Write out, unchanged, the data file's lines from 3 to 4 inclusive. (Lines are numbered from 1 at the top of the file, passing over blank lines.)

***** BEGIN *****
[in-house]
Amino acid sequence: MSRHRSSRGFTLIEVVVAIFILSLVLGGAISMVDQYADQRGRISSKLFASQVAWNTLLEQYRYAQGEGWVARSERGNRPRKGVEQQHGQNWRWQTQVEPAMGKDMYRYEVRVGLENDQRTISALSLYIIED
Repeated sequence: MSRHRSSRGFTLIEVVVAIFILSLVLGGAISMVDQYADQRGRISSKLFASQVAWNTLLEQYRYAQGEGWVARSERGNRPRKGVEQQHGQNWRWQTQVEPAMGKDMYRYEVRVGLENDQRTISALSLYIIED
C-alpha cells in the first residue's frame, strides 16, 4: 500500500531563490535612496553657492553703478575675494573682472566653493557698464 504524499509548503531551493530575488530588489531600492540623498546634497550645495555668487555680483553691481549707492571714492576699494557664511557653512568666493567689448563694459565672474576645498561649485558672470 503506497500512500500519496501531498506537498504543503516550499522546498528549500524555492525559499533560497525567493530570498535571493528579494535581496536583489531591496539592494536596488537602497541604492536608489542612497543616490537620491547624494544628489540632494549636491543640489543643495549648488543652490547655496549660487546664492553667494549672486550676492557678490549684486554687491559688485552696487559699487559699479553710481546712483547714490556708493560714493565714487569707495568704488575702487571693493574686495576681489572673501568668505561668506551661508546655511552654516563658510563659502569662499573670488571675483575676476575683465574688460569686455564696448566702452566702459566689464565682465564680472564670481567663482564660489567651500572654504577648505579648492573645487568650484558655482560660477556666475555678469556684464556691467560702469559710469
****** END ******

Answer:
Repeated sequence: MSRHRSSRGFTLIEVVVAIFILSLVLGGAISMVDQYADQRGRISSKLFASQVAWNTLLEQYRYAQGEGWVARSERGNRPRKGVEQQHGQNWRWQTQVEPAMGKDMYRYEVRVGLENDQRTISALSLYIIED
C-alpha cells in the first residue's frame, strides 16, 4: 500500500531563490535612496553657492553703478575675494573682472566653493557698464 504524499509548503531551493530575488530588489531600492540623498546634497550645495555668487555680483553691481549707492571714492576699494557664511557653512568666493567689448563694459565672474576645498561649485558672470 503506497500512500500519496501531498506537498504543503516550499522546498528549500524555492525559499533560497525567493530570498535571493528579494535581496536583489531591496539592494536596488537602497541604492536608489542612497543616490537620491547624494544628489540632494549636491543640489543643495549648488543652490547655496549660487546664492553667494549672486550676492557678490549684486554687491559688485552696487559699487559699479553710481546712483547714490556708493560714493565714487569707495568704488575702487571693493574686495576681489572673501568668505561668506551661508546655511552654516563658510563659502569662499573670488571675483575676476575683465574688460569686455564696448566702452566702459566689464565682465564680472564670481567663482564660489567651500572654504577648505579648492573645487568650484558655482560660477556666475555678469556684464556691467560702469559710469